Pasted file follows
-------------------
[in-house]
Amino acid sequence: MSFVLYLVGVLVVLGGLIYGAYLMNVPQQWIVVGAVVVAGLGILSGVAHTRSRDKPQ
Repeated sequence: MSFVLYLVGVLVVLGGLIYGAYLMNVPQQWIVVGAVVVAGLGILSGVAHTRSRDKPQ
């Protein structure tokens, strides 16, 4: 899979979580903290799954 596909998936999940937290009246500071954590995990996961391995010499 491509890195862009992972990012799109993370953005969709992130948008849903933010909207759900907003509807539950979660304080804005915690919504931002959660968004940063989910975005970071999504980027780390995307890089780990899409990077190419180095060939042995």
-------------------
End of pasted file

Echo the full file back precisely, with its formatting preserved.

[in-house]
Amino acid sequence: MSFVLYLVGVLVVLGGLIYGAYLMNVPQQWIVVGAVVVAGLGILSGVAHTRSRDKPQ
Repeated sequence: MSFVLYLVGVLVVLGGLIYGAYLMNVPQQWIVVGAVVVAGLGILSGVAHTRSRDKPQ
């Protein structure tokens, strides 16, 4: 899979979580903290799954 596909998936999940937290009246500071954590995990996961391995010499 491509890195862009992972990012799109993370953005969709992130948008849903933010909207759900907003509807539950979660304080804005915690919504931002959660968004940063989910975005970071999504980027780390995307890089780990899409990077190419180095060939042995």